If you are in the Northern Hemisphere, the cycling racing season has started and you will probably be working towards some of your major goals with training programs – working out your logistics and a race nutrition plan. If you are in the Southern Hemisphere, you might be working into your winter training or traveling overseas to compete. If you are a recreational cyclist, then there are plenty of ways to enjoy your sport in summer and winter.
Regardless of your training goals, we hear much about the right blend and frequency of sugars, fats, and proteins to achieve top performance or help with recovery after training or an event. But that’s not the topic of my thoughts this week. I want to go deeper.
I have a sports physiology book on my bookshelf. It’s very detailed and shows pages of numerous chemical reactions and movements of ions and substrates around the body that are required to take place just to initiate movement demanded by the central nervous system and complete muscle contractions to push those pedals around. The thing that strikes me is that fuel and the ability to take in oxygen is only part of the story. We seem to spend a considerable amount of time debating the pros and cons of different fuel mixes and measuring VO2 max statistics to assess performance. Yet, in order to generate energy and movement so many underlying processes have to function properly. It’s just amazing.
Whatever fuel is used, the body has to generate molecules of ATP (adenosine triphospate) within the muscle. ATP is then used by the enzymes within the muscle filament to enable contraction. Transport of sugars and free fatty acids, which are the major fuels in an endurance sport like cycling, is enabled throughout the body by diffusion through the cell walls and supported by a number of proteins. The very signal that initiates the muscle contraction is produced by a chemical released from the neuron that subsequently changes the balance of sodium and potassium across the muscle fiber cell.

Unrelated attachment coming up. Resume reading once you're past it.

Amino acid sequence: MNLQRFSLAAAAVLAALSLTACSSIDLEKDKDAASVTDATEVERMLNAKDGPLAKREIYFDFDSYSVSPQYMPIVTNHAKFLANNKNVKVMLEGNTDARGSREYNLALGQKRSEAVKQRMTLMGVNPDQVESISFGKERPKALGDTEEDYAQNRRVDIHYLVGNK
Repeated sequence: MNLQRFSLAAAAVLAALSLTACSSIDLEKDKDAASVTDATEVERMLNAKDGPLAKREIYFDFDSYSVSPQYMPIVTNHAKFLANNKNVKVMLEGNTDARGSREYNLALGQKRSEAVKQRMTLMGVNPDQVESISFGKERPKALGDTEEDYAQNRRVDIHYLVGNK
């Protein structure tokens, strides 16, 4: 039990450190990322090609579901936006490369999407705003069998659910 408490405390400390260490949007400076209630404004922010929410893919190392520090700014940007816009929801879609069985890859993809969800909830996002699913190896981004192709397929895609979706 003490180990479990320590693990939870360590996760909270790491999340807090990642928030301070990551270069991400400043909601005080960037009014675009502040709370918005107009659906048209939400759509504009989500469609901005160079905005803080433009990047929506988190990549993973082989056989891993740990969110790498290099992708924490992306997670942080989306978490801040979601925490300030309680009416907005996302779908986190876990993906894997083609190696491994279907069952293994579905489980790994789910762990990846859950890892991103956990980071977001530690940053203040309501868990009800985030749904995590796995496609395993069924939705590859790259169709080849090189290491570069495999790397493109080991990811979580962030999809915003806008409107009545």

These complex and interrelated reactions that cause muscle contraction are dependent upon the right number of chemicals being supplied in the right proportions. In order to burn the fuel and keep the body working, numerous vitamins and minerals are required. A deficit in one area could slow down one or more chemical reactions and therefore limit your performance in competition or recovery after training. Unlike fats and sugars, which are predominantly fuels, the processes that are required to burn vitamins and minerals are dependent upon proteins and the actual presence of the vitamins and minerals. So, it is these vitamins and minterals that act as enablers for the body to function effectively.
Lets take a look at a few and see what they are used for and where they come from:
In a training scenario, we train to overload in order to encourage the body to regenerate, adapt, and get stronger. The more effective the overload the more effective the adaptation and recovery. The overload requires transport and metabolism of fats, sugars, and proteins, which are oxidized by the oxygen-carrying hemoglobin.
High intensity exercise will produce a substance called pyruvate from glucose, and this in turn produces lactic acid, which dissociates to form lactate and H+ (hydrogen) ions. The H+ ions create an acidic environment that causes discomfort by stimulating nerve endings, and it slows down energy production by interfering with some of the reactions that cause muscle contraction. Potassium helps to regulate this acidity.
Effective recovery requires removal of free radicals and generation of proteins for cell repair and regeneration. Similarly, during an event, effective delivery and metabolism of fuel and removal of waste products is required. So in order to have an effective training regime that delivers quality results, many micronutrients are required. These are delivered by ensuring an abundant supply of the various sources in the diet.
The layered diagram shows a simple model of how this all fits into cycling, whether this is for fitness or competition. Each layer builds on the previous layer in order to create success. Underpinning it all is the need for the micronutrients in our food to ensure that fuel can be processed effectively to meet training and event needs.
The are many claims of improved performance by using different mixes of sugars and fats for cyclists, but it’s the small things that can make a difference.
1. Mark Hargreves and Lawrence Spriet, Exercise Metabolism (Human Kinetics, 2006).
2. W. Larry Kennedy, Jack H. Wilmore and David L. Costill, Physiology of Sport and Exercise (Human Kinetics, 2012).
3. Angela Francis and Darren Tebbenham, Master Trainer Course Manual (European Institute of Fitness, 2010).